Questions of Agricultural Productivity

(Dr. krishan Bir Chaudhary)

Prime Minister Man Mohan Singh and his economists have been harping on increasing agricultural productivity ever since this group came into positions of power. Their usual complaint is that agricultural productivity of farmers in India is a drag on the growth rate of Gross Domestic Product. In order to increase productivity they have proposed farm mechanization, corporate farming, and Genetically Engineered seeds [GE seeds or GMOs].

Slave-like, even the officials of the Ministry of Agriculture have kept silent; in fact their silence reminds me of the submissive ways of landless agriculture labourers who would do anything for the landowners including performing all sorts of menial tasks in the landowners’ household. Similarly the scientists and bureaucrats of the Agricultural Ministry have chosen to remain silent and plant all the vile and crafty variety of lies to justify and support the Masters’ Voice.

Have they compared the productivity of industrial with radical farming method? The average yield of rice per hectare worldwide is a little over four metric tonnes; American rice growers have achieved marginally better yield. A group of radical farmers of Darveshpura village of Nalanda district of Bihar have achieved 22 metric tonnes per hectare, improving upon the world record of nineteen tonnes set by China.

These farmers did not use industrial methods. They used the System of Rice Intensification. Nalanda district is one of the poorest in the country despite the fact that had world famous Nalanda University established in 6thC BC which is now being resurrected under the supervision of Nobel Laureate Dr. Amartya Sen. Has the Minister of Agriculture taken note of this fact? Fittingly, this year’s award for excellence in agriculture has gone to Madhya Pradesh [First Prize] and Bihar [Second Prize] and they don’t use GE seeds. The System of Rice Intensification is not based on GE or GM seeds or expensive fertilizers and pesticides. And this is just one example.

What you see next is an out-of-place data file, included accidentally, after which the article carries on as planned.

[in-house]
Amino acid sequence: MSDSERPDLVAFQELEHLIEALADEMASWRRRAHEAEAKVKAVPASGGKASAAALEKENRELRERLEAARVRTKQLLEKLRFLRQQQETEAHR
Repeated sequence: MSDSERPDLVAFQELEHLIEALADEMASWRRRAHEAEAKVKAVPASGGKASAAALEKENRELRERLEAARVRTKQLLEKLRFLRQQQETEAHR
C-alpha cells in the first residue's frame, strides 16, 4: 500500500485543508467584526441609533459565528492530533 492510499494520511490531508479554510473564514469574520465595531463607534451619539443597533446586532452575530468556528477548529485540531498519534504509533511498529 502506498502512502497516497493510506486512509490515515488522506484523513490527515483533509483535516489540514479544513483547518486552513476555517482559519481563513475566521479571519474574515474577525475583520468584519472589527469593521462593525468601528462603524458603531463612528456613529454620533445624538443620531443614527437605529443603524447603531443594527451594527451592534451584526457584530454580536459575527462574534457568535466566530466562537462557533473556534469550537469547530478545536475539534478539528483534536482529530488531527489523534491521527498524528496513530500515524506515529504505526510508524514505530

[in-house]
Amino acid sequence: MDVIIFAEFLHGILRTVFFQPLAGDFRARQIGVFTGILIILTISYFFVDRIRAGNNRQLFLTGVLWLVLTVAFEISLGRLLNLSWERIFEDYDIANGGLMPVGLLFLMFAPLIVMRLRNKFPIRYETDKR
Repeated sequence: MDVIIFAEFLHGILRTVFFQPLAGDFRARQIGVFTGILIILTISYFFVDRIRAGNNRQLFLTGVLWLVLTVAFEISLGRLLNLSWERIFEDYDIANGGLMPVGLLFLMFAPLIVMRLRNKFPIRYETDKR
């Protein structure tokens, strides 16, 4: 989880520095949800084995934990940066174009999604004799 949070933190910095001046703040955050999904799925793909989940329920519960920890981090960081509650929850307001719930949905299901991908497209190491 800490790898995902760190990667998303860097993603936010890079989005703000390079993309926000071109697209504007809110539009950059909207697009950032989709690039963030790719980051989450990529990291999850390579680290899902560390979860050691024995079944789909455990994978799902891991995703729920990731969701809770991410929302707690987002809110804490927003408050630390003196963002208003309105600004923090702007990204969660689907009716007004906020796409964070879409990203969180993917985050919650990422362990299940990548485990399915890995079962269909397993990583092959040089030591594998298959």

With proper institutional support, China with much less usable land could increase horticulture production from 60 million metric tonnes [MMT] in 1980 to cross 450MMT in 2003, over seven times increase, and now it is far ahead of India’s 140-150 MMT. In every major crop including rice, China out performs India and that is largely due to careful introduction of R&D support to farmers.

Where is India? Its horticulture production is barely crawling up the productivity ladder. Why? As far back as in 1920s Sir Howard, then director of Pusa Research Station, had warned that ‘Indian scientists are behaving like bureaucrats.’ The ICAR institutions today are known for mainly replicating work. In contrast, the Chinese have made their institutions result and reward oriented.

The argument that industrial agriculture is more efficient and other systems can’t feed India is fallacious. The modern industrial agriculture system of the western nations is built upon cheap energy, mechanization, mono-cropping, large use of chemicals, and huge government subsidies; it is not only dependent upon scarce resources, it is also wasteful estimated at 50% of the ex-farm produce by weight as a recent report published in the UK suggests. A typical American farmer, even with 8,000 to 10,000 acre holding, gets about 5% gross return on revenue (RoR), barely able to meet interest charges. Therefore, replication of western model is unlikely to achieve food and nutrition security in India.

The second issue in productivity measurement is how wasteful is the system. Ministry of Food Processing Industries estimated that India wastes Rs. 50,000 crore worth of food and industrialization of food system will reduce that wastage. Other estimates suggest that food wastage is of the order of magnitude anything between 20 to 40% of gross food output. Another recent estimate based on Government data suggests that 21 MMT of food grains were spoiled because of unscientific storage in Government warehouses.

Is that a productivity problem? When this Government can’t even identify that the problem lies with the scale of wastage after the food has been produced, it is essentially a problem of inadequate scientific storage, safe transportation, further storage at distribution or holding points and finally with retailers, what specific measures does it have in mind to increase productivity? If a farmer can produce 22 tonnes of rice per hectare why he be blamed for low productivity?

Has the Government done anything in the past fifty years to expand storage facilities? Has the Government done anything substantial to transfer radical agricultural technology to the farmers? What is the Agricultural Ministry doing? Why have they become shameless salesmen of Multinational Food and Seed Corporations? Will the children or grandchildren of these officers live a healthy life after these corporation take control of our food system? Think about that.



(Editorial : Kisan Ki Awaaz Magazine)